Discrete PHONO PreAmps vs integrated PHONO PreAmps in Audio Receivers
May 24, 2010 at 3:31 PM Post #4 of 10
A couple of less obvious points in addition to the two already mentioned:
-  a receiver is built to a price point;  any phono stage is likely to be an afterthought much like the headphone jack.  Having said that, I was surprised by how good the phono stage of a budget Marantz integrated was when I had in my system for a while  (it was a PM7200) - and I was comparing it with a Monolithic PS1 and a MF Nuvista pre (ok, the Nuvista's phono stage was a disappointment - still it cost a couple of thousand, and otherwise was a good preamp).  So it is possible to build in decent phonostages, even at relatively affordable price points.
-  a phone stage deals with very low voltages, even compared with a line stage preamp.  The hefty power supply, etc. required by a receiver to drive speakers may create the potential for distortion that doesn't matter to the amplifier section but could make a big difference in a phonostage (whose input as well as any distortion is amplified many times over before you hear it).  Doesn't mean it can't be done, but it will likely take some careful design work that you'd normally not expect to see in a budget component.
So, a built in phono stage faces a couple of potential issues that could impact it's sound, but I wouldn't hesitate to build a budget vinyl system around that Marantz integrated, so there are products out there that have overcome those issues.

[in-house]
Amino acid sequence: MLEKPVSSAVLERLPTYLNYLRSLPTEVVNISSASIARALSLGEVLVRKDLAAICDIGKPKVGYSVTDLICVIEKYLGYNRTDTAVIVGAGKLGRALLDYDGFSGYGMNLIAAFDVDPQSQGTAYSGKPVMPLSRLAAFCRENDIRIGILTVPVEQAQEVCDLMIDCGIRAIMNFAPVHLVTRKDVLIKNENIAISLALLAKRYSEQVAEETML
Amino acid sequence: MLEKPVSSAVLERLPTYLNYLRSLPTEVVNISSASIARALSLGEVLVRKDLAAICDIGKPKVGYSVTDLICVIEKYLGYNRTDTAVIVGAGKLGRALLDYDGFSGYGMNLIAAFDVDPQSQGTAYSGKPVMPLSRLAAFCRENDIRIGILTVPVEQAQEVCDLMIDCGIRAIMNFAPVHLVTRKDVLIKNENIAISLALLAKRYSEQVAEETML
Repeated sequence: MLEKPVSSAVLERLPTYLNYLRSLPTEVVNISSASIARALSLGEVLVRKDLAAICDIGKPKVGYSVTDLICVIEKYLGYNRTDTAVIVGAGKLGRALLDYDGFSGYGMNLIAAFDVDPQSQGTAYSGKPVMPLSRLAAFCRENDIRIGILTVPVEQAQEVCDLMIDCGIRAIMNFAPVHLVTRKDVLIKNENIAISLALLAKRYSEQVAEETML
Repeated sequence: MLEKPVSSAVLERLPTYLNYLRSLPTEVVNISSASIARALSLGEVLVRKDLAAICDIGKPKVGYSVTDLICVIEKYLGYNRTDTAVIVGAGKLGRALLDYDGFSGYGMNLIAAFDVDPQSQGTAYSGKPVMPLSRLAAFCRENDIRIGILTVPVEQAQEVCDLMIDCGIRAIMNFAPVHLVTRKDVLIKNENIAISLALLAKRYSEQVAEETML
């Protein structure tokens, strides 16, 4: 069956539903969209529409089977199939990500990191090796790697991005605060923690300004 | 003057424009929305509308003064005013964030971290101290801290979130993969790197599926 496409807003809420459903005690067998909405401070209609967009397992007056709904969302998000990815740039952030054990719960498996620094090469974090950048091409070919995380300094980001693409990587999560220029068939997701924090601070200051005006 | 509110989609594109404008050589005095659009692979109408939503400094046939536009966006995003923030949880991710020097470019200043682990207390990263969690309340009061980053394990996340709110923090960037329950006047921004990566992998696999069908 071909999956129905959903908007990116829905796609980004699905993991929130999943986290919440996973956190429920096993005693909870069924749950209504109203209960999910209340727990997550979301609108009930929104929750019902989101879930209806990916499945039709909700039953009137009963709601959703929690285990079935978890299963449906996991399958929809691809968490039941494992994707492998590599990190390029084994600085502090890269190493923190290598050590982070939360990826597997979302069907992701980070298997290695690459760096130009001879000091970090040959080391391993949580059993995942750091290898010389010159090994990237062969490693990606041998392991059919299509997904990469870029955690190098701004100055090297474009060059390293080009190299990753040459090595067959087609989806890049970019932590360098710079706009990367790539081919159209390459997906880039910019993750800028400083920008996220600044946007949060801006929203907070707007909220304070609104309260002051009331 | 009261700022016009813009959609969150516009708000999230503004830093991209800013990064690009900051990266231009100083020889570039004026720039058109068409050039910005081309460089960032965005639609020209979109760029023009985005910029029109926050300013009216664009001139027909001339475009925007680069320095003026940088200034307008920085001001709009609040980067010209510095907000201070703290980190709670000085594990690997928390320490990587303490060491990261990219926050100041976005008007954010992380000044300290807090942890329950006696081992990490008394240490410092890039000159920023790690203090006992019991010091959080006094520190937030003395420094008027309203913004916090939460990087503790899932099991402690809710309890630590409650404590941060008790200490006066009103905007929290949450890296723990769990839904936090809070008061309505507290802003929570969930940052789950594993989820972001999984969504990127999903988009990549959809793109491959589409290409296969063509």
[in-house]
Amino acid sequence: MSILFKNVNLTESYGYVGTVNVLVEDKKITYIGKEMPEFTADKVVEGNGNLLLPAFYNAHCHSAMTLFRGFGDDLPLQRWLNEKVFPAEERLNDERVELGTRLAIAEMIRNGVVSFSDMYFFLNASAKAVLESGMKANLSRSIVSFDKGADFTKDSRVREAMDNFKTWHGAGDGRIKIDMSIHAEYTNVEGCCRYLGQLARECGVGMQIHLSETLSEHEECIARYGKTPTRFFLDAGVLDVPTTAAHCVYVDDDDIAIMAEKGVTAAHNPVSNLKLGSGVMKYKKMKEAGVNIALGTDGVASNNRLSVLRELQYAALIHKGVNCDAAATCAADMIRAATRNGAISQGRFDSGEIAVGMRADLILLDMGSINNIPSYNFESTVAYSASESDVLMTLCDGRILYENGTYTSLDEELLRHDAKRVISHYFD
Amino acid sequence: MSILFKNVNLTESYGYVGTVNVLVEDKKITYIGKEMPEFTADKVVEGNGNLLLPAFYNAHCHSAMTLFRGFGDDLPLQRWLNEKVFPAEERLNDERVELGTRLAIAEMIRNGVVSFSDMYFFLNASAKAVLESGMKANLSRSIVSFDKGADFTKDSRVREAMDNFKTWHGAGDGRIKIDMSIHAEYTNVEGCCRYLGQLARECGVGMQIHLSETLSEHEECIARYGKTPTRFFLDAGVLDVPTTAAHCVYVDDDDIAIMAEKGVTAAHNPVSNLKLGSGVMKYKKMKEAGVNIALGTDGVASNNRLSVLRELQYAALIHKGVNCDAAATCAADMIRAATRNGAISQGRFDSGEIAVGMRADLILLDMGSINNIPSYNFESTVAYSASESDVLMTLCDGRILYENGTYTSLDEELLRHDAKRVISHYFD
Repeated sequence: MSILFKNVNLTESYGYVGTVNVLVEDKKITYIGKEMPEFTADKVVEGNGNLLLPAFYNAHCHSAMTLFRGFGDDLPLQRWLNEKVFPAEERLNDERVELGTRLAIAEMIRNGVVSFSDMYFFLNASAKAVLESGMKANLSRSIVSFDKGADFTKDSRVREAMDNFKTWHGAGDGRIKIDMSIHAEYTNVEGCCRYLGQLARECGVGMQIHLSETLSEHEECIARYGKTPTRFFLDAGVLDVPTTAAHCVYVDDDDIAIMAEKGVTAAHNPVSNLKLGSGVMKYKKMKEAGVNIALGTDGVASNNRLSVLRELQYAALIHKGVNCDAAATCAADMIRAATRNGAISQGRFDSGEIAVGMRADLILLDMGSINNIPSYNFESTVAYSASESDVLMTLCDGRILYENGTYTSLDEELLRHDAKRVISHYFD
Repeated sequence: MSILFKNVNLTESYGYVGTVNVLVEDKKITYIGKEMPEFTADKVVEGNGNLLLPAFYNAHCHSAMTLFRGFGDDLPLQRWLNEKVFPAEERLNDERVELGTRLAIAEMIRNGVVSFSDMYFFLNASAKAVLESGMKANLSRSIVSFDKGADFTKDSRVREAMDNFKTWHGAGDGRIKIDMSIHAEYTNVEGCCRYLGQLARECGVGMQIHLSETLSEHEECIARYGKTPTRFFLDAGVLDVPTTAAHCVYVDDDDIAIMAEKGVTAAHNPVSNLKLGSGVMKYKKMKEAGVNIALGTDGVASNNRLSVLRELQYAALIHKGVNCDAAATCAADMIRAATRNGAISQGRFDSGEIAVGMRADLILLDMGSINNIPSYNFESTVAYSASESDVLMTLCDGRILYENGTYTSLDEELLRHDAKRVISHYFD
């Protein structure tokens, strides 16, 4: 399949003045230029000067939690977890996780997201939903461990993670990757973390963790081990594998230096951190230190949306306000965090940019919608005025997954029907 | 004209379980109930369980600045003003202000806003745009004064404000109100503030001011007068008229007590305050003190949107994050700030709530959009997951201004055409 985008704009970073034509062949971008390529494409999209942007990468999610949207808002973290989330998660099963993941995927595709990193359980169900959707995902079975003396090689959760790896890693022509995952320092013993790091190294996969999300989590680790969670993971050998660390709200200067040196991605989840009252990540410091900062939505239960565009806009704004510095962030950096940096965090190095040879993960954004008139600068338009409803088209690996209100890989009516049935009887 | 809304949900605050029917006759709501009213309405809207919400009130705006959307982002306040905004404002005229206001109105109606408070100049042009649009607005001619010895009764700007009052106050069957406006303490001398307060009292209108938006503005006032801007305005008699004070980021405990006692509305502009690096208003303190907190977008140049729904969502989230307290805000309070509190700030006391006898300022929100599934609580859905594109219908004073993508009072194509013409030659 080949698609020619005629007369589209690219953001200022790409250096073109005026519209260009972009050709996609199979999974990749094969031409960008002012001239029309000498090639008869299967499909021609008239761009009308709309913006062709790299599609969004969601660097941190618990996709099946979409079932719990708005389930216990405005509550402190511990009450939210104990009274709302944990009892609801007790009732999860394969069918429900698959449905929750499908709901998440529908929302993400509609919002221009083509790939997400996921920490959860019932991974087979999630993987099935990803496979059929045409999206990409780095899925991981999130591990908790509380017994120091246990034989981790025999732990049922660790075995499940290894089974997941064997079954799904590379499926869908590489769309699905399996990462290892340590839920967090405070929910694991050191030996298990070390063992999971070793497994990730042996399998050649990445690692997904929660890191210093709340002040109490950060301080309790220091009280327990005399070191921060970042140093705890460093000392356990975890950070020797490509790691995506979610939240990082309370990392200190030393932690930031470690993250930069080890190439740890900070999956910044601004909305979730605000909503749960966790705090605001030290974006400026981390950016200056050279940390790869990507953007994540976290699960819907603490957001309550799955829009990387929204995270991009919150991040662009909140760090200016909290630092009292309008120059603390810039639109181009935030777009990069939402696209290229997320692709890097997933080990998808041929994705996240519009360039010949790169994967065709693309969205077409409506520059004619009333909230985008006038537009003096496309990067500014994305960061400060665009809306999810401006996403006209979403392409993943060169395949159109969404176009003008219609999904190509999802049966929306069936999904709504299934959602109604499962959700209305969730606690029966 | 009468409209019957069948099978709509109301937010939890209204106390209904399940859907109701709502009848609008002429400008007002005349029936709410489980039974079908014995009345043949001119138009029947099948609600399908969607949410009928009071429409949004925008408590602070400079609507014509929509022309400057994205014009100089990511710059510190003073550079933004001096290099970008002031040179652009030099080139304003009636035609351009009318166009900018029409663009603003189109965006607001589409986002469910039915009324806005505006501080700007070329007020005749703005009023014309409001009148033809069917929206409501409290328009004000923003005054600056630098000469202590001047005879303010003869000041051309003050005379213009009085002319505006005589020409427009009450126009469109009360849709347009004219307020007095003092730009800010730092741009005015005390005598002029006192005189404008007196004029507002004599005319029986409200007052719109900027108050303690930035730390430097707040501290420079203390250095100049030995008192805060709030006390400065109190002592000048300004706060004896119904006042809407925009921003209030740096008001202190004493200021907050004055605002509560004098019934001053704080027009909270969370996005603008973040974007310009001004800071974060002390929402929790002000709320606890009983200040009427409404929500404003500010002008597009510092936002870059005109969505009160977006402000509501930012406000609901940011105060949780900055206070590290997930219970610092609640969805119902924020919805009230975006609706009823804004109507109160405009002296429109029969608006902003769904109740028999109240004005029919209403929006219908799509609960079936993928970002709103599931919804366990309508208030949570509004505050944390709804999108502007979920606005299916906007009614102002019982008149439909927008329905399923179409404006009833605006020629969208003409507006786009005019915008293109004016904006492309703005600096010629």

May 24, 2010 at 8:47 PM Post #5 of 10
yea id like to check out the marantz integrated map/preamps.   personally i think built in phono stages suck really really bad in an integrated amp, but maybe their are pre amps with nicer phono stages,  i am curious about that,, because i am looking for one,, should i not waste my time and  just stick with a dedicated phono stage to preamp to amp?   thanks
May 25, 2010 at 12:39 AM Post #6 of 10
Think about going used!  For a preamp, I wouldn't hesitate to pick up a classic design from the early 90's or even 80's - there's just not much that goes wrong over time with these things.  For example, there's a Threshold Fet9 over on Audiogon right now for well under $1k that is probably at least as good as anything anywhere near that price new.  And no, I'm not the one selling it.  If you don't like it and didn't overpay by a ludicrous amount, you should be able to recoup your cost by selling it.  The early 90's still had lots of designers creating preamps with a vinyl system in mind - so the phono stage was NOT a throw-in! 
May 13, 2012 at 10:19 AM Post #8 of 10
Sure, if you want to, although the built in phono stages of integrated amps and receivers from the 70's and 80's can often be quite good. So listen first, and when upgrading, don't think a $80 phono preamp if going to be a step up.
May 13, 2012 at 4:12 PM Post #9 of 10
The phono preamp in the amplifiers from the 70's and 80's were the main reason for the product to have been designed and sold in the first place. A poorly sounding phono input could be the death knell for an amp. Stand alone preamps only really started to feature in the sales records after many manufacturers had abandoned including a phono input on their amp.
So my opinion is that an inbuilt phono preamp is more often than not a far better sounding solution than the majority of stand alone preamps. Most of the latter are really poor design. 
May 14, 2012 at 8:52 AM Post #10 of 10
The reason I asked is I've decide I'm going to start building a Parasound Z series stack, and they have a phono stage with USB that would be handy for vinyl ripping.

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